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In June 2017, Greenland suffered a major natural disaster when a mountain side collapsed into a fjord, creating a tsunami. Directly in its path was Nuugaatsiaq, a small settlement of 84 people.
Although some of the force of the wave had dissipated by the time it reached the settlement, the row of houses at the edge of the fjord was swept away, with four people losing their lives. Sadly, hundreds of sled dogs were tied up outside the buildings with no chance of escape — 150 died, and many of the 100 remaining dogs were injured.
Crews from Air Greenland Search-and-Rescue (SAR), operating a Sikorsky S-61N from Kangerlussuaq (Søndre Strømfjord), were gathered to assist in searching for survivors and to evacuate the remaining residents and dogs. The mission would become the biggest operation in the company’s 50 years of flying the S-61.
Having been briefed by the Joint Rescue Coordination Centre (JRCC) under Joint Arctic Command, the S-61N departed with four pilots — two flying and two on crew rest — along with hoist operators and hoist assistants. Once at Nuugaatsiaq, each crew was on duty for 12 hours a day for nearly a week, supporting the dozens of residents who had been affected by the disaster.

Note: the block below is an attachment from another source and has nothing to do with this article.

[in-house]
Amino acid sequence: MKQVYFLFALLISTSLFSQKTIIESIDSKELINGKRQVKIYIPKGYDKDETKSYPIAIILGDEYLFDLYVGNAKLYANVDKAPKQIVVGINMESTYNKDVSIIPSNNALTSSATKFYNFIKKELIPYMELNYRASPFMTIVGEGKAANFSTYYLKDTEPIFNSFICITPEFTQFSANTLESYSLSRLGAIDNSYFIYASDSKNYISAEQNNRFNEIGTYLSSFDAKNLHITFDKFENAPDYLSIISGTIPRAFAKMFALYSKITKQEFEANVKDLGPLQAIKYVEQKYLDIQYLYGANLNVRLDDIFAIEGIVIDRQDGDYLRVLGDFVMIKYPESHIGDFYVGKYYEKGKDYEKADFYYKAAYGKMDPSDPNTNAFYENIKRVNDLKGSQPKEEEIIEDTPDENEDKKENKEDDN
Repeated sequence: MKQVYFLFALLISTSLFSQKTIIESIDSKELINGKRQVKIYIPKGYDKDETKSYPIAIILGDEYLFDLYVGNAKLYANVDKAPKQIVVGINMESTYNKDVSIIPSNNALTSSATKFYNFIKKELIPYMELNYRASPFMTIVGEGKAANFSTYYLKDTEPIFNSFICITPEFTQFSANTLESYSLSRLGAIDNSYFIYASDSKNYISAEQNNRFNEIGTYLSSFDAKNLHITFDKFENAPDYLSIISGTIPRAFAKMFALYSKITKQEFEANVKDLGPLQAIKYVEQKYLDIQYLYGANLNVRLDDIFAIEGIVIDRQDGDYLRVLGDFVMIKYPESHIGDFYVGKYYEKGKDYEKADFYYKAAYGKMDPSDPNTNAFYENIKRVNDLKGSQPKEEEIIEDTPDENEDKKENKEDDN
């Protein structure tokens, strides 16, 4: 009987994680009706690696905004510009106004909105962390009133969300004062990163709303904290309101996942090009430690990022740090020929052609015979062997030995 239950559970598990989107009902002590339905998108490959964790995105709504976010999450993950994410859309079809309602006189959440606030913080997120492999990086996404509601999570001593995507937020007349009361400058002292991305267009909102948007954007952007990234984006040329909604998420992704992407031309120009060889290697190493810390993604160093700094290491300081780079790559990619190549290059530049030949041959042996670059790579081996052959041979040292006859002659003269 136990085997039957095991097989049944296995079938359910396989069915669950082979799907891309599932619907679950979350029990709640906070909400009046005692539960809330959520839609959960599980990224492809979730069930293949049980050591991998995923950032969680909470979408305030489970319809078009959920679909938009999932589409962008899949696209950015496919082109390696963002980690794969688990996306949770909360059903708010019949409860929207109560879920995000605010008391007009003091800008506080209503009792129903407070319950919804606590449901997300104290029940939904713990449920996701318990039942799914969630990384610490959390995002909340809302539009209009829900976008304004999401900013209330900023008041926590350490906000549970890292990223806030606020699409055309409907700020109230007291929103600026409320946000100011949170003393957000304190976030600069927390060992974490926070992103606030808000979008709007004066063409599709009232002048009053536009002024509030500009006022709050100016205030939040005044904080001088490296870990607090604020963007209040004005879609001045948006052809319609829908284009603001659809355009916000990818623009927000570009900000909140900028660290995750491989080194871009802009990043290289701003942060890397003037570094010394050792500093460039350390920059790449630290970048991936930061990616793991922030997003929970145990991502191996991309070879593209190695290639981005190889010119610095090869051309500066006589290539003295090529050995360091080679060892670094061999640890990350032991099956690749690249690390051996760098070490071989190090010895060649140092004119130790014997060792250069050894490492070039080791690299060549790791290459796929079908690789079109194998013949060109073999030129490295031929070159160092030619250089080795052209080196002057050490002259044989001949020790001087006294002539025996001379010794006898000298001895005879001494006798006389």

In the following week, the crews’ tasking changed from carrying people to dogs, as the residents rounded up all of the surviving animals. Supporting the effort were two Air Greenland Bell 212s and a Danish Navy Westland Lynx, with a Danish military ship providing air traffic services in the fjord.
Doing what it takes
The Nuugaatsiaq mission highlighted the complex and unpredictable nature of SAR operations in Greenland, which are quite unlike those undertaken in many other parts of the world. The operating area for these missions is vast, but infrastructure is minimal, as Greenland’s population of just 57,000 gives it the world’s lowest population density. Individual SAR mission statistics are misleading, as missions could last an entire day or even up to a week.
The Danish Arctic Command, with its headquarters in Greenland’s capital, Nuuk, is responsible for sea rescues outside of the small islands, while the mainland and islands remain the responsibility of the police. On the air asset side, JRCC Greenland (AIR) is in charge.
“We have a response time to be in the air within an hour both during the day and night,” said Mark Henriksen, chief pilot for the SAR S-61N helicopter. “Often, we average 30 to 45 minutes. The reason we are not quicker is because of the planning for the people to support us — nurses, doctors or police — and we have to wait for them. Sometimes it will be necessary to fly along the coast to collect them from another settlement and the distances preclude fast response times.”
The S-61 has operated in Greenland since 1965, and currently operates under the SAR contract with the Danish government — a contract Air Greenland has had since December 2012. The company operates two S-61Ns, and uses them for charter flights when they are not engaged in SAR missions.
Both S-61Ns have been operating in the Greenland climate since 1965, which has proven to be beneficial on the maintenance side, as the country’s low humidity has forestalled corrosion. With the aircraft type operating in the same area for over 50 years, Air Greenland has accumulated a huge stockpile of spare parts, including a former Irish Coast Guard S-61.